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Creating a Safe Space for Young Mayan Girls

By: Jennifer Catino and Alejandra Colom, Population Council; Abriendo Oportunidades (“Opening Opportunities”) is a winner of the Women Deliver 50

Abriendo.jpgClaudia*, a Mayan girl visiting from her village home in El Cerro Grande, arrived at a Guatemala City hospital with severe abdominal pains. After a brief medical exam she was released by the doctor, who found nothing wrong with her.

Claudia belongs to Guatemala’s most disadvantaged group: indigenous young females. Girls like her typically live in isolated rural communities with limited access to basic services like water, sanitation, passable roads, schooling, and health care. Their lives are marked by early marriage, frequent childbearing, social isolation, violence, and chronic poverty. Often they are disregarded by more affluent Guatemalans, like the doctor who examined her. Read more... 

International Women’s Day: Connecting Girls, Inspiring Futures

Janna Oberdorf, Women Deliver; Originally posted on the Impatient Optimist

Half the world’s population is under the age of 25. Young women have always been leaders in their families, managing households and caring for their family members. Increasingly, young women are taking on leadership roles in the private and public sector. But despite their extraordinary potential, girls and women remain invisible in much of the world. In developing countries, a girl is more likely to be uneducated, a child bride, or exposed to HIV/AIDS than to be an educated professional. Only $.02 of every development aid dollar is directed to girls. Read more...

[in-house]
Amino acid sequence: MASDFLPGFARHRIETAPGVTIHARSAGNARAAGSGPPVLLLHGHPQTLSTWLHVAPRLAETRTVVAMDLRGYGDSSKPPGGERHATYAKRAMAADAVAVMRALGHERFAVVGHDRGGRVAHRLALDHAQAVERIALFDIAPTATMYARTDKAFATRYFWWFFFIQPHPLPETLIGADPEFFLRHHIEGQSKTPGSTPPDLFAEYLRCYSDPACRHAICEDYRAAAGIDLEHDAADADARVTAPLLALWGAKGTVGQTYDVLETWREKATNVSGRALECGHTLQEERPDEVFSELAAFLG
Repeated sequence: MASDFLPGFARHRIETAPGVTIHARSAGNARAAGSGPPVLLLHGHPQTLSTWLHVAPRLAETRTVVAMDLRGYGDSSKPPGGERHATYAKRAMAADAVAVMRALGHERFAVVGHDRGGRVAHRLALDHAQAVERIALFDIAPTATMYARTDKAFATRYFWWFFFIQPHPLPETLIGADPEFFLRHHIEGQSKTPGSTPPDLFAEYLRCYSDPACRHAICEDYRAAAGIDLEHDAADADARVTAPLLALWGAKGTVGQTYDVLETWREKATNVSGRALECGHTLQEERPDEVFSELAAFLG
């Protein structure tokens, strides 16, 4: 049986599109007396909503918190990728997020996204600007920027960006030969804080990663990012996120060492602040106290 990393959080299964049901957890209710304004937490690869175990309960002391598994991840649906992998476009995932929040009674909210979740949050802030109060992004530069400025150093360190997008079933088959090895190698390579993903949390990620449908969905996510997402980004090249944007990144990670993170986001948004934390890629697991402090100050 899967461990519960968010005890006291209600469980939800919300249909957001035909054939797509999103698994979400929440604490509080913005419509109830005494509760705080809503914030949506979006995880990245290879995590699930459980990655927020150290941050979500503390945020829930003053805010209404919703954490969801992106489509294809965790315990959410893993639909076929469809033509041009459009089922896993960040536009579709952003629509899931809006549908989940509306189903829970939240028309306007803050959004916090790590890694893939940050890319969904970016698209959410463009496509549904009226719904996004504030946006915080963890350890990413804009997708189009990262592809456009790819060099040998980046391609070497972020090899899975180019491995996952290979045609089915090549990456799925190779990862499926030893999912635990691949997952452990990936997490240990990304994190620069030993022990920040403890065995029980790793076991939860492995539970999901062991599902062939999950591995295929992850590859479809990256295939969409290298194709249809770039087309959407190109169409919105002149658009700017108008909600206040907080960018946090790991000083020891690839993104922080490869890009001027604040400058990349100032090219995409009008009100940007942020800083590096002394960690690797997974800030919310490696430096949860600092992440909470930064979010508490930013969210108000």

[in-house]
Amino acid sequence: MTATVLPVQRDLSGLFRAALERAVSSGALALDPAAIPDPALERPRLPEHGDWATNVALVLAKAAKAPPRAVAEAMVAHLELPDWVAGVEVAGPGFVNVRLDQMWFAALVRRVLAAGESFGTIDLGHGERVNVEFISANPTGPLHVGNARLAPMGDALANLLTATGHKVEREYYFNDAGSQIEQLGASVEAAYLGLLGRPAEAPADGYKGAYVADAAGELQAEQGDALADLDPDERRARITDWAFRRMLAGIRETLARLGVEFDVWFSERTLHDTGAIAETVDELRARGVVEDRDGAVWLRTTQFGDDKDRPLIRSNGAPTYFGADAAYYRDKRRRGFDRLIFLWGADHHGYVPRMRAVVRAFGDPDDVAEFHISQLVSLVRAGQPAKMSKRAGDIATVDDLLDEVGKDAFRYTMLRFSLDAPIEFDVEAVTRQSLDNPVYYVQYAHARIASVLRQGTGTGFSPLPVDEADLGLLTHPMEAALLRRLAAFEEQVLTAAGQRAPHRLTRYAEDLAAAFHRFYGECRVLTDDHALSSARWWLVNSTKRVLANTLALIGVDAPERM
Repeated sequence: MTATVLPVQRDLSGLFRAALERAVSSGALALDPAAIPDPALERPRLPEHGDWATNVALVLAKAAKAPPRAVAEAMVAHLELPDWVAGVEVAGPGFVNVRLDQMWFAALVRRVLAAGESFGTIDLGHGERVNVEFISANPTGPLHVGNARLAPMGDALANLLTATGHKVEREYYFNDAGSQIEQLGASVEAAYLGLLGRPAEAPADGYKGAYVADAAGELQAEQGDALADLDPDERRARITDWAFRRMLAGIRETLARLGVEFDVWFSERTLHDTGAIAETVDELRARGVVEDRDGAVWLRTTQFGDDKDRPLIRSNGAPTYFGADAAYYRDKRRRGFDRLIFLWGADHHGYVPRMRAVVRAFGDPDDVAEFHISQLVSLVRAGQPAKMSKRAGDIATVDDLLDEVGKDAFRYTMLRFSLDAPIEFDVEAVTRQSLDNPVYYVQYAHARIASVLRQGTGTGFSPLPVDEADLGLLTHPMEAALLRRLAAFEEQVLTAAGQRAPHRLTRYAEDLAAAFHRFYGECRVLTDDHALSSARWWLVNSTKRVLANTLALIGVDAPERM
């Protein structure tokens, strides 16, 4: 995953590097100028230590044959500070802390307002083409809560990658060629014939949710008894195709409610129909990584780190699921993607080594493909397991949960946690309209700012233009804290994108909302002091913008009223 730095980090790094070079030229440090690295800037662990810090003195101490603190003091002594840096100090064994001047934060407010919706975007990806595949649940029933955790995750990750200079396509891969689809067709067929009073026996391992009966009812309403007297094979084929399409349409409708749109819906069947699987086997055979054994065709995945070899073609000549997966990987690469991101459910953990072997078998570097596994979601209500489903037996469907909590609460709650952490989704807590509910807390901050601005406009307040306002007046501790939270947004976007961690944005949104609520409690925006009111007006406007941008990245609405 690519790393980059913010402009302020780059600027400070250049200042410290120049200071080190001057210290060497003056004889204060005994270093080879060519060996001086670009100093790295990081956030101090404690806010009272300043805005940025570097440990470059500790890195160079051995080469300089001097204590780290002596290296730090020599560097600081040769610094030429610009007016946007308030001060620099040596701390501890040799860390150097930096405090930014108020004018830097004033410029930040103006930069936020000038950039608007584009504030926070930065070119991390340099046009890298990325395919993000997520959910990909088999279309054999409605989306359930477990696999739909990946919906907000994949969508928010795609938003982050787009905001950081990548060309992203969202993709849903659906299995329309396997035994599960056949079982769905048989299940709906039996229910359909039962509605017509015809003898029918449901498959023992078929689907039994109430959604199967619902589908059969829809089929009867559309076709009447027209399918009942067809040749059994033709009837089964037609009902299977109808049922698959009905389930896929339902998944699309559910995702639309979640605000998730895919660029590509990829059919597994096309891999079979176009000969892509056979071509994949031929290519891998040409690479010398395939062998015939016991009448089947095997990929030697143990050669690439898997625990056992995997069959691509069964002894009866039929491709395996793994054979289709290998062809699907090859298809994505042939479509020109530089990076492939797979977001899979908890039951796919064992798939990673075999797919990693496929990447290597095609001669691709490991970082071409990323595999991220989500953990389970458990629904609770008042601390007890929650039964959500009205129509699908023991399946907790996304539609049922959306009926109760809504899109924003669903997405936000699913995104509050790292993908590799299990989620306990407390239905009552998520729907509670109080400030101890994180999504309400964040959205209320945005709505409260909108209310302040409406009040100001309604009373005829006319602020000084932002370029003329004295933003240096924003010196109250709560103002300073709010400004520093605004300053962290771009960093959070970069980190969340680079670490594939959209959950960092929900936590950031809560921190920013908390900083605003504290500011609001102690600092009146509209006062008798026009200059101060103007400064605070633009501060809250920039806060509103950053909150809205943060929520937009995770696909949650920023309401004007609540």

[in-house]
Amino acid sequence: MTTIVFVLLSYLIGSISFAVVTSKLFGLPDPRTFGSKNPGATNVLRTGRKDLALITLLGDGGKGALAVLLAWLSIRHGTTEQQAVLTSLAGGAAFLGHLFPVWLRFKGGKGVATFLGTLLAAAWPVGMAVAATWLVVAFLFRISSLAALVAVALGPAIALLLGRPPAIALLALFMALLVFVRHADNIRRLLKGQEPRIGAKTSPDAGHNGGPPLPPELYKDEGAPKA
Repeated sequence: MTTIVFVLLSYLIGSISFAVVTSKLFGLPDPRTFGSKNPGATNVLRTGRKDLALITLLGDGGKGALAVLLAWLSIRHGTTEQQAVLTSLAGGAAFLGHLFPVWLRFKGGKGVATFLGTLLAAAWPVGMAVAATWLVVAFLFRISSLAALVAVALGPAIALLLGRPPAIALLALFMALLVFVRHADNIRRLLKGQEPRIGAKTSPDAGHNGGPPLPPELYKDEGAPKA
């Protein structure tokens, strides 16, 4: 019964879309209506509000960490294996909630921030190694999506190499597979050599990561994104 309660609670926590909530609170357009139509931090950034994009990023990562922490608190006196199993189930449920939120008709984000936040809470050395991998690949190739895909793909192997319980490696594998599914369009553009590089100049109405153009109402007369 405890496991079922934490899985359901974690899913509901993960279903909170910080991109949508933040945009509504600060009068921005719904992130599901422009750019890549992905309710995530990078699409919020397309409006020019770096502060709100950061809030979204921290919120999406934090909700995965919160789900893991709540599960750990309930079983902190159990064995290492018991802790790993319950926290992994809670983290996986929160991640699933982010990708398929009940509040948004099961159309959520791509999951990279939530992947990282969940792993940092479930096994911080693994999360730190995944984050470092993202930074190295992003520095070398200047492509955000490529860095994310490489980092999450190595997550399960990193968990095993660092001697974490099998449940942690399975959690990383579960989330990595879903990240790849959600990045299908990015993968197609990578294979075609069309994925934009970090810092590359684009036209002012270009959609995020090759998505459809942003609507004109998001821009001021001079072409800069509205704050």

Celebrate Solutions: Engaging Men As Partners To Change Gender-based Inequity In Health

By: Mariko Rasmussen, Communications Specialist at Women Deliver

Gender can influence men’s and women’s health in profound ways; social expectations of what men and women should and should not do can directly affect attitudes and behaviors related to a wide variety of health issues. Often, it is men who decide the frequency and timing of sexual activity and whether or not to use contraceptives, sometimes through coercion or violence. Gender-based violence can contribute to the spread of HIV and sexually-transmitted infections (STIs), and lead to poor reproductive health outcomes for women. And because of women’s low status in many societies, maternal health services are not prioritized. Empowering women is a critical step to turning this around, but efforts cannot end there: men must also be actively engaged as partners in change. Read more... 

 

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